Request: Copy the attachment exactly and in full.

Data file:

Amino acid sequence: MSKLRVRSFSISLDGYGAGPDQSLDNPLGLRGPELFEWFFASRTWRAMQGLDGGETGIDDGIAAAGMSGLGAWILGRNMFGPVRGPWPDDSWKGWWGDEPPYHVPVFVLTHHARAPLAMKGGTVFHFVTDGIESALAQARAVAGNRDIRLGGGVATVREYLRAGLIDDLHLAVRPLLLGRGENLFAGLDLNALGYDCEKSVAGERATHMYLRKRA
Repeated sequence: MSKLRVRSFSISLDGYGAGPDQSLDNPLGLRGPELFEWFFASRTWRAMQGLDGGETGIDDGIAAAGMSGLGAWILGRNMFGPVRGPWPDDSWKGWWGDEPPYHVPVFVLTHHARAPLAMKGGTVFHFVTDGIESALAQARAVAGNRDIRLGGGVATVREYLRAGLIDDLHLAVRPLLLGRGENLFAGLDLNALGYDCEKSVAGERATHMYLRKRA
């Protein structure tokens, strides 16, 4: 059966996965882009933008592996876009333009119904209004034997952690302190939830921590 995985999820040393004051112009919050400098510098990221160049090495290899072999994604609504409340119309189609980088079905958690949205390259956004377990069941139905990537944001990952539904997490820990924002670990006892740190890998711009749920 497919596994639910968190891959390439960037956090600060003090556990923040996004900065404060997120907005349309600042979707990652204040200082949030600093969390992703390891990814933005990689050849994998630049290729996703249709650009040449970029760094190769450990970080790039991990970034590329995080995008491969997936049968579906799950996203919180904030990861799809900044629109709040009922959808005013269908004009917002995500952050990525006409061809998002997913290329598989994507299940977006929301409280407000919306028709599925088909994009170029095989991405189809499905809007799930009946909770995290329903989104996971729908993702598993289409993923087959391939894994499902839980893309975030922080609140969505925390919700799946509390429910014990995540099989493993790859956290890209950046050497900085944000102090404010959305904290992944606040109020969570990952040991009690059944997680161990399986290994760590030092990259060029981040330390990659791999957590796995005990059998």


Amino acid sequence: MSKLRVRSFSISLDGYGAGPDQSLDNPLGLRGPELFEWFFASRTWRAMQGLDGGETGIDDGIAAAGMSGLGAWILGRNMFGPVRGPWPDDSWKGWWGDEPPYHVPVFVLTHHARAPLAMKGGTVFHFVTDGIESALAQARAVAGNRDIRLGGGVATVREYLRAGLIDDLHLAVRPLLLGRGENLFAGLDLNALGYDCEKSVAGERATHMYLRKRA
Repeated sequence: MSKLRVRSFSISLDGYGAGPDQSLDNPLGLRGPELFEWFFASRTWRAMQGLDGGETGIDDGIAAAGMSGLGAWILGRNMFGPVRGPWPDDSWKGWWGDEPPYHVPVFVLTHHARAPLAMKGGTVFHFVTDGIESALAQARAVAGNRDIRLGGGVATVREYLRAGLIDDLHLAVRPLLLGRGENLFAGLDLNALGYDCEKSVAGERATHMYLRKRA
């Protein structure tokens, strides 16, 4: 059966996965882009933008592996876009333009119904209004034997952690302190939830921590 995985999820040393004051112009919050400098510098990221160049090495290899072999994604609504409340119309189609980088079905958690949205390259956004377990069941139905990537944001990952539904997490820990924002670990006892740190890998711009749920 497919596994639910968190891959390439960037956090600060003090556990923040996004900065404060997120907005349309600042979707990652204040200082949030600093969390992703390891990814933005990689050849994998630049290729996703249709650009040449970029760094190769450990970080790039991990970034590329995080995008491969997936049968579906799950996203919180904030990861799809900044629109709040009922959808005013269908004009917002995500952050990525006409061809998002997913290329598989994507299940977006929301409280407000919306028709599925088909994009170029095989991405189809499905809007799930009946909770995290329903989104996971729908993702598993289409993923087959391939894994499902839980893309975030922080609140969505925390919700799946509390429910014990995540099989493993790859956290890209950046050497900085944000102090404010959305904290992944606040109020969570990952040991009690059944997680161990399986290994760590030092990259060029981040330390990659791999957590796995005990059998």